The shuttle cameras showed the Lexington emerge from the space shuttle bay. The robot-controlled craft completed one orbit of the earth and picked up speed. When the FTL engines kicked in, the media coverage reported the craft's speed-- .2 light speed, .5 light speed, .7 light speed and finally .8 light speed. The craft was closing in on light speed of 299,792.458km/sec. I realized we all were on the verge of witnessing a historical event bigger than the Wright brothers plane flying and bigger than the breaking of the sound barrier and bigger than Neil Armstrong's small steps for mankind on the moon. With the light speed barrier broken, the realm of transportation and exploration would be forever changed.
Suddenly at .9 light speed, the link between the craft and NASA suddenly failed. NASA and the TV media initially did not have a statement as to what was happening. Finally after 20 minutes of confusion, a NASA media guy came on and issued a press statement saying that the spacecraft had managed .9 light speed but had experienced a failure in structural integrity that resulted in the loss of the spacecraft. The news media were more direct and said that the little spaceship blew up. Still the mission was a partial success as Frank's theories of freezing a physics frame of reference seemed to work. The timers on the Lexington had showed no slowing of the dimension of time at .9 light speed. There was no indication that the dimension of length was shortened. There was no indication of infinite energy requirements. Things seemed to work. However no one had an explanation for why the spacecraft costing millions exploded. Everyone had speculations and ideas. But the big minds looked to Frank to figure it out.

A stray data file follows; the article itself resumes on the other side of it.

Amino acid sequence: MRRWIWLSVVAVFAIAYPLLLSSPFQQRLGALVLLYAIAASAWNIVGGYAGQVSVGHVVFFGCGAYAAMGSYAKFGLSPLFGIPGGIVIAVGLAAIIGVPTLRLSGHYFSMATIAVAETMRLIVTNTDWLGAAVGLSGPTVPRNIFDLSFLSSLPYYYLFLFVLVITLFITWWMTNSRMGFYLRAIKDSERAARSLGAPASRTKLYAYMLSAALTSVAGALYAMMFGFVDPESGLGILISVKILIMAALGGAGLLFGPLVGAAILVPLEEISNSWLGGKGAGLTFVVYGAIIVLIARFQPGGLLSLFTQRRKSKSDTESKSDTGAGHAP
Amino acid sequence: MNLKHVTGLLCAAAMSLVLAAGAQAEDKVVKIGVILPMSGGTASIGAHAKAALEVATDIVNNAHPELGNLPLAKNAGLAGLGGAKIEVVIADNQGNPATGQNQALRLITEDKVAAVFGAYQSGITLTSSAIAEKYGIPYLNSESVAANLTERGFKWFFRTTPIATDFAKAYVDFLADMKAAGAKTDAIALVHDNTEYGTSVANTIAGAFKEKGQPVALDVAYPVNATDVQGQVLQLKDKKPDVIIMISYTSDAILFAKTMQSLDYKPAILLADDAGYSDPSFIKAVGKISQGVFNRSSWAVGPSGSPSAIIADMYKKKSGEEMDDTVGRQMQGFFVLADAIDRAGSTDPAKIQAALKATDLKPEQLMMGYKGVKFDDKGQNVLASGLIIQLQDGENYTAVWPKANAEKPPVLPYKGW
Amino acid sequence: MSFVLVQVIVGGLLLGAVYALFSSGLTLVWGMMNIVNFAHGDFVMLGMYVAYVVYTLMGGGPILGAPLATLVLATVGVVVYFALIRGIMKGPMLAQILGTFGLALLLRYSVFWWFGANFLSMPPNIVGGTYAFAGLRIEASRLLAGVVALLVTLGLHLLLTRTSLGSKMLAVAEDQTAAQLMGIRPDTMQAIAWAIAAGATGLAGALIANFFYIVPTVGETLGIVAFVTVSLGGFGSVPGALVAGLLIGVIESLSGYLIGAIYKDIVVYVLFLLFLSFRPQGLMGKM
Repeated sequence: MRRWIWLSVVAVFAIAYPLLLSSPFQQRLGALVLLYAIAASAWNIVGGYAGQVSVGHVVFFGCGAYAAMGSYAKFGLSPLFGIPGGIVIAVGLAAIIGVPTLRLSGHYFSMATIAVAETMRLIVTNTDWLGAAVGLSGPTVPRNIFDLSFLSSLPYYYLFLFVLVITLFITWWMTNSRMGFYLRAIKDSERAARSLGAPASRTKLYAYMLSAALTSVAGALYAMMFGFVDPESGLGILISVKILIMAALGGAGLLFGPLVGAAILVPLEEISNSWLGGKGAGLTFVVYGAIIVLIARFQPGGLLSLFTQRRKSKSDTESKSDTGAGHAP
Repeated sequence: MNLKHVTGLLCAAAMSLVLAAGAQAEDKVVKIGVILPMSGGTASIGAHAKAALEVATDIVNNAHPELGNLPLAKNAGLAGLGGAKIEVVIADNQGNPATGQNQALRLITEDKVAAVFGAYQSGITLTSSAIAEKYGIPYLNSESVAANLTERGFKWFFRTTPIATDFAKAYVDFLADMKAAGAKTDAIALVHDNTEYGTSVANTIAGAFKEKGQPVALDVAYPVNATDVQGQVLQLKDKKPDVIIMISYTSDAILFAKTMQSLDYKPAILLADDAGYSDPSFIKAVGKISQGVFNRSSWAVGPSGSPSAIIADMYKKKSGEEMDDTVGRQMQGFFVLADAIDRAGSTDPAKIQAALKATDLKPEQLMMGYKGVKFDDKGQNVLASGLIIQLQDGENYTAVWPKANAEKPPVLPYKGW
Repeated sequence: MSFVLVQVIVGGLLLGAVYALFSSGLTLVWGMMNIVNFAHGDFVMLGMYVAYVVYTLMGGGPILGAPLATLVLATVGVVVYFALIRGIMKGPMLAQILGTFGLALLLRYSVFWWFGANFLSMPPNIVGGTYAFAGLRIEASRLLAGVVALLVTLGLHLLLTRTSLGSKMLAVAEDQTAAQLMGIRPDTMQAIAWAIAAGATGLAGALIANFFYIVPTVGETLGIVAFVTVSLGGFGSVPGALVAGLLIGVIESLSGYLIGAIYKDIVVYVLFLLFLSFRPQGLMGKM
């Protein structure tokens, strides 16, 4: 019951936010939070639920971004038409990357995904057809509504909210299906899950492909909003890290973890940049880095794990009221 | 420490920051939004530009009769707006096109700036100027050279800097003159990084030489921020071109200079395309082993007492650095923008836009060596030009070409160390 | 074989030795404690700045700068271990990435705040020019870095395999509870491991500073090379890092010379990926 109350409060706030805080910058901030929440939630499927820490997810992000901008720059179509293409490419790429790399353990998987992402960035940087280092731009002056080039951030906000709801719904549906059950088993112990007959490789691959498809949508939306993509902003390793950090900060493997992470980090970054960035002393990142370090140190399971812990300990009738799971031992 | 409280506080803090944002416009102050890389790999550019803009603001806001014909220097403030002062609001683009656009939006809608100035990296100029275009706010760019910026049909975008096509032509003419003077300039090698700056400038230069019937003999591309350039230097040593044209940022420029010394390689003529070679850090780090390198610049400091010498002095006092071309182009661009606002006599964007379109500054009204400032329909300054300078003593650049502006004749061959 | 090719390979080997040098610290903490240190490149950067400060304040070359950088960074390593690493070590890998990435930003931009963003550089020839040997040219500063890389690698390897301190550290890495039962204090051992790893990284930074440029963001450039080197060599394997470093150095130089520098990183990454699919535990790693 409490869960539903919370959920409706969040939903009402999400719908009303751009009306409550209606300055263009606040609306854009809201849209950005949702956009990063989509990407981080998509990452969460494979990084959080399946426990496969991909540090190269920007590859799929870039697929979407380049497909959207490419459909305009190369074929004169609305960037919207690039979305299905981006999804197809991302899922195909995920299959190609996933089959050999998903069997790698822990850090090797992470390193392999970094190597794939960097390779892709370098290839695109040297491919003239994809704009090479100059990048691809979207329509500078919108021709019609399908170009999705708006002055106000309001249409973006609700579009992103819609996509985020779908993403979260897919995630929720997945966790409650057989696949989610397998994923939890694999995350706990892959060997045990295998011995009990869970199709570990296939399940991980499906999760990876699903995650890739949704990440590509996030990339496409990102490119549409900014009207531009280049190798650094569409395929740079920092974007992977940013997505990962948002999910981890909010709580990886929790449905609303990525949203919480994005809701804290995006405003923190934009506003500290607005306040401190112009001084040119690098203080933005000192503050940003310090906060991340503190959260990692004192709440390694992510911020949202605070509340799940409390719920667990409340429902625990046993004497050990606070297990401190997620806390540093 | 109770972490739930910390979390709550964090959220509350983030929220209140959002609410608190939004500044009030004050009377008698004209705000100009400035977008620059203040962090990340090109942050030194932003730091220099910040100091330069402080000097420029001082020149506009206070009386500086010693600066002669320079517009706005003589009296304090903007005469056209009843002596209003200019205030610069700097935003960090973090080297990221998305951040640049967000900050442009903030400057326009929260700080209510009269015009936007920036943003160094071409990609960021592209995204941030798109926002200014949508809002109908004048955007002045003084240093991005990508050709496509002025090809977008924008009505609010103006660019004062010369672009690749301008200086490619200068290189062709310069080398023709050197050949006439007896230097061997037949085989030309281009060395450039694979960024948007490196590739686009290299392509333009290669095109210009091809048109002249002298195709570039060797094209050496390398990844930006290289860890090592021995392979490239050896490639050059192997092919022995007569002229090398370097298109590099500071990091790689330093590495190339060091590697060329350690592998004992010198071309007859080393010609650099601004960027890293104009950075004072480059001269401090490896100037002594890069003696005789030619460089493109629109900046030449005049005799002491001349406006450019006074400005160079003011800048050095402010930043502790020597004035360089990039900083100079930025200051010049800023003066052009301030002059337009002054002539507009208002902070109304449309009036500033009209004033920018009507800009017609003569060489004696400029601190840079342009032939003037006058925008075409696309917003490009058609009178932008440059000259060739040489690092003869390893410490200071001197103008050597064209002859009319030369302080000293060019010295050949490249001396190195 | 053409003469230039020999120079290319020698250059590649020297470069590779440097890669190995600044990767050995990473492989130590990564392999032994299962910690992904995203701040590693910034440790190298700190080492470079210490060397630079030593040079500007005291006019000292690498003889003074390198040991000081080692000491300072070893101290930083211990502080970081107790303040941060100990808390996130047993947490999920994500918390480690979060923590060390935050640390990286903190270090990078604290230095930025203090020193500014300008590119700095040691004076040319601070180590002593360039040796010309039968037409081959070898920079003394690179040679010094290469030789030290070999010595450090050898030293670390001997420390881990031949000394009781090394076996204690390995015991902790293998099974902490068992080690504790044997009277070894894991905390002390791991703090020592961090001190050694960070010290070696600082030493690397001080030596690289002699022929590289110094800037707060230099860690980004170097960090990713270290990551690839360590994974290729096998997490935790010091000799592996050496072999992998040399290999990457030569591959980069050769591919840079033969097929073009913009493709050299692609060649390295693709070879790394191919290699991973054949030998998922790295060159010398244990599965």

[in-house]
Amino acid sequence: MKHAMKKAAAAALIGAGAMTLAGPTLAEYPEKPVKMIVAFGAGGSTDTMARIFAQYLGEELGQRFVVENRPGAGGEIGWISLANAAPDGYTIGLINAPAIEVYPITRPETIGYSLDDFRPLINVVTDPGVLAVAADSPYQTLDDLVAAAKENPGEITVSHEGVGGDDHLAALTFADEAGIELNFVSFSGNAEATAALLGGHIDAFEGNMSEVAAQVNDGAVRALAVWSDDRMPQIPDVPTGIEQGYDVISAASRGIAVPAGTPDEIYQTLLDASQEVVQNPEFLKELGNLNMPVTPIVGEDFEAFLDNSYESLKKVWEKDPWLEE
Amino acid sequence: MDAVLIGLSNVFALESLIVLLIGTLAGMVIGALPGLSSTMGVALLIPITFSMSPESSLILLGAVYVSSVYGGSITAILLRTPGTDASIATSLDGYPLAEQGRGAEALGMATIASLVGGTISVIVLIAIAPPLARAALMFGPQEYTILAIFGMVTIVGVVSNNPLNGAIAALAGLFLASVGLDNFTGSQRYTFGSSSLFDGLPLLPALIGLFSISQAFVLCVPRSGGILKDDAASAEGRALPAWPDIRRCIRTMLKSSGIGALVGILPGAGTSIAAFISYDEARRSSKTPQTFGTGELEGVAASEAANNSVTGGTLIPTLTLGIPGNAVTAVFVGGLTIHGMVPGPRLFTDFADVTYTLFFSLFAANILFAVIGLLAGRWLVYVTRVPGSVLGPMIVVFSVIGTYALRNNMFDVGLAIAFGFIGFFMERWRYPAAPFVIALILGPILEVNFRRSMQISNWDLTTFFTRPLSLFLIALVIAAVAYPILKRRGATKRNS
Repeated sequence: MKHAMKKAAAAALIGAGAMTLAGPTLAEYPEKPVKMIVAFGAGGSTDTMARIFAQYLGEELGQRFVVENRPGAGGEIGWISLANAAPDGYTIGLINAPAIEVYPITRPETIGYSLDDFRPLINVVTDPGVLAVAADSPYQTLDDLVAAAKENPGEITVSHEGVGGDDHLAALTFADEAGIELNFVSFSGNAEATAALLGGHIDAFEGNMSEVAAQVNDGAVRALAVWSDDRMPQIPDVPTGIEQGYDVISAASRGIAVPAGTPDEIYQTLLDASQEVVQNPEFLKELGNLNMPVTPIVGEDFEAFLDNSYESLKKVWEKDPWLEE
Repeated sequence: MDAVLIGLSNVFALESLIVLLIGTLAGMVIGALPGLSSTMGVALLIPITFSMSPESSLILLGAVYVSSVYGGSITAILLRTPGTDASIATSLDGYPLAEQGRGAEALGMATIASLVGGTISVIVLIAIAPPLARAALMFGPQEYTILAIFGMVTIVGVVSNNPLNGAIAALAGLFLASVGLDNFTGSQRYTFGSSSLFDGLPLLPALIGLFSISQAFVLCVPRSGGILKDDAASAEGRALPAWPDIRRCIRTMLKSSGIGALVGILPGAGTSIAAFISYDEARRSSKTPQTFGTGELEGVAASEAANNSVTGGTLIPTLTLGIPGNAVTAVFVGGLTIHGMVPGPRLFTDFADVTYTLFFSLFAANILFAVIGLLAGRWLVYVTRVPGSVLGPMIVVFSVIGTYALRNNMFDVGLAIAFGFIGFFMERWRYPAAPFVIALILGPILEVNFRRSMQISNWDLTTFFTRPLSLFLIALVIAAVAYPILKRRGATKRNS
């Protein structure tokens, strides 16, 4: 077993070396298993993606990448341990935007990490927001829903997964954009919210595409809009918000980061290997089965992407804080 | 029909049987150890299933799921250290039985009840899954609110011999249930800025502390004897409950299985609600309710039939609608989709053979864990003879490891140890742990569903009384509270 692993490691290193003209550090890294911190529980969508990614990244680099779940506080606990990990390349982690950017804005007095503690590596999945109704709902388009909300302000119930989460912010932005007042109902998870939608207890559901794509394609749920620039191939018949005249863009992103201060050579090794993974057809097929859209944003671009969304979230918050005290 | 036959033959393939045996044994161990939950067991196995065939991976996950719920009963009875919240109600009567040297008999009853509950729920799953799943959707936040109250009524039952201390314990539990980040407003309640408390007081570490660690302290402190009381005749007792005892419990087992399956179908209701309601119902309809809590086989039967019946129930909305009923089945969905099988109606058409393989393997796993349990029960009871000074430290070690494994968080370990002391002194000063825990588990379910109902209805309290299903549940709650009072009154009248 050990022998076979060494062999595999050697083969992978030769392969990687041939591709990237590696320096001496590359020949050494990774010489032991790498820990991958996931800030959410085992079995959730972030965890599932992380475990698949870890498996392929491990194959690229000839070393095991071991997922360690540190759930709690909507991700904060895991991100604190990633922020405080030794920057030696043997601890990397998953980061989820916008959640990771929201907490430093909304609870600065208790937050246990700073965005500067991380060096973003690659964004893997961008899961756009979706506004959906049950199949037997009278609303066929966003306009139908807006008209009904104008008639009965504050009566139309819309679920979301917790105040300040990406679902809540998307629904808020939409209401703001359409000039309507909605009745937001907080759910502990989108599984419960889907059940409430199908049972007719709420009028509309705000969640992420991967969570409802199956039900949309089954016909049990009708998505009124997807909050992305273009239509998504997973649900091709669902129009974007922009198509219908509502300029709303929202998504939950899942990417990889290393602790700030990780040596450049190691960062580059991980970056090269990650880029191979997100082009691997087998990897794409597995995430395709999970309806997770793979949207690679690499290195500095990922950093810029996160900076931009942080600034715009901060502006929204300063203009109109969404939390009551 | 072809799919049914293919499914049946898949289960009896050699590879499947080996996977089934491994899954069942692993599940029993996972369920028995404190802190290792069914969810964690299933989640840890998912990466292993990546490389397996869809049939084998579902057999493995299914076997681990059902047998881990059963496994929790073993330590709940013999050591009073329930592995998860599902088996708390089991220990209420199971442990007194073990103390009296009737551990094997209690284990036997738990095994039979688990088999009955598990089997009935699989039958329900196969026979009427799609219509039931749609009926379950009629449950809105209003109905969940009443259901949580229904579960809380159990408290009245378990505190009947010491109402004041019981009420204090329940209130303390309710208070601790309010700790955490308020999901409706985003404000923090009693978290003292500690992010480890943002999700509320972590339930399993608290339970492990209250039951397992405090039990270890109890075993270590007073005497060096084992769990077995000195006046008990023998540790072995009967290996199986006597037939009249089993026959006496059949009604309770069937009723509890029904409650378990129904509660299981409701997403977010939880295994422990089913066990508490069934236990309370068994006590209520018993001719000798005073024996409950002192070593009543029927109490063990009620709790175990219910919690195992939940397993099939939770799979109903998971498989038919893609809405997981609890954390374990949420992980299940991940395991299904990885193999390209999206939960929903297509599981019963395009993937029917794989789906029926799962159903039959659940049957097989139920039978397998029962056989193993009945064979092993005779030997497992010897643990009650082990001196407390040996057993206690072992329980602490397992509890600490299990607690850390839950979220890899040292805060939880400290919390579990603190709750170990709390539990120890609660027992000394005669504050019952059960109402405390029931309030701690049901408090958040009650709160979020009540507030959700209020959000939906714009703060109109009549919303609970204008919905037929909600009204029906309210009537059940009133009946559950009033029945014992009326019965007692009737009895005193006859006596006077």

Several days after the disaster, I called Frank to cheer him up. I thanked him for showing me the launch and the glimpse of the future. But Frank seemed depressed. Even though the normal, relative frame of reference worked, he was down about the whole mission. For the first time since Everest, he seemed out of ideas and energy. I asked Frank what he told the NASA brain trust as to what went wrong. Frank confided in me that he was very candid with his colleges and superiors. He told them "I don't know."
I agreed to quit my job and go back to Mt. Everest with Frank. He seemed obsessed with getting back to that mountain. He said he needed to clear his head and get new ideas. Frank was rich now and was able to pay my way. I wanted to help my friend out in any way. Frank quickly hired an experienced guide. I made arrangements for food, supplies and oxygen.